I now realize that this performance of loyalty (mixed with true, genuine gratitude for him and his teachings) made me energetically complicit in all of the systemic problems that have caused harm. To be clear, I knew very little of the Sakyong’s personal life, and I knew nothing of the abuse or assault allegations against him until they were made public at the end of June and early July 2018. But, like so many others in our community, I did want Sakyong Mipham to see me, and I wanted him to like me, and I wanted him to agree to give me more power to help others along the path that he held. I could argue that the whole reason I wanted him to empower me further was that I wanted to help others more (via offering vows and so forth), but that’s far too easy and innocent to claim. I now realize that this toxic performance of loyalties, mixed with genuine respect and admiration for our lineage, created an inauthentic and codependent relationship between us as well, and I would like to take responsibility for my part in that shared performance.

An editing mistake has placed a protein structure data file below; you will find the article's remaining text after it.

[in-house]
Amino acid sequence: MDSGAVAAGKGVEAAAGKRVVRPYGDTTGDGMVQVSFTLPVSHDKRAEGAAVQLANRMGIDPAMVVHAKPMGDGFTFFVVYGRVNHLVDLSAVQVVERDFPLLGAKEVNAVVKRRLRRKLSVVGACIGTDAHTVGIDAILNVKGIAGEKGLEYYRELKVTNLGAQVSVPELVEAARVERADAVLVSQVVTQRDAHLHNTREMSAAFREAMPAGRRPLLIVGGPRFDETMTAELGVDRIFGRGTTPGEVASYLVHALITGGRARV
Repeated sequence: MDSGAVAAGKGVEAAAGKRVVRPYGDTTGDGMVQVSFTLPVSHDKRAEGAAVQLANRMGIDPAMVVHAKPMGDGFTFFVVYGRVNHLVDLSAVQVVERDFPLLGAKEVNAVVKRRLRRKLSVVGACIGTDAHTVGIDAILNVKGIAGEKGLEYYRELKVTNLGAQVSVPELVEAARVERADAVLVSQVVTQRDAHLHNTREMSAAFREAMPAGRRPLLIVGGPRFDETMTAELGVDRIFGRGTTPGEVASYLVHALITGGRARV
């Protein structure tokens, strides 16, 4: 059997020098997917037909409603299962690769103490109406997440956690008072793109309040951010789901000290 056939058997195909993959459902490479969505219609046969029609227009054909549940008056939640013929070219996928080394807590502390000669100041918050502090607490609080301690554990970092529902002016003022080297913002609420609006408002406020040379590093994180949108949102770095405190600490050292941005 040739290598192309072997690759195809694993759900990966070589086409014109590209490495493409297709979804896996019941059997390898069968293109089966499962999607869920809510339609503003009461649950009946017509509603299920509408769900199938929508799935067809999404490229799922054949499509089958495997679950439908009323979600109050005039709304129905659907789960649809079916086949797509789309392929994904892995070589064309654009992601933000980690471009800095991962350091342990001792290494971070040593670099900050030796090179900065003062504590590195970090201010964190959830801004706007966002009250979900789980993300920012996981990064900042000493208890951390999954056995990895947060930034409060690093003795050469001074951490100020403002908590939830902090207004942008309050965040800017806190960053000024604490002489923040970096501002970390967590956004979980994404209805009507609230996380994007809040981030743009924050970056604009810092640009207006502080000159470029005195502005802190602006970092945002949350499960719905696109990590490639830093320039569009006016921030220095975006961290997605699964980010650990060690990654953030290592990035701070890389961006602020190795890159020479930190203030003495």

What I have learned more deeply than ever before in recent months is that there is always an interdependence between harmful systems and the causes of personal harm by an individual perpetrator. If we want abuse to end, we need to end the monolithic and non-transparent nature of patriarchy once and for all. This non-transparent structure has directly affected the way senior teachers are chosen in our lineage—including, sadly, a great deal of truly amazing teachers. For now, as honored as I am to have received a title among this group, I no longer feel able to participate.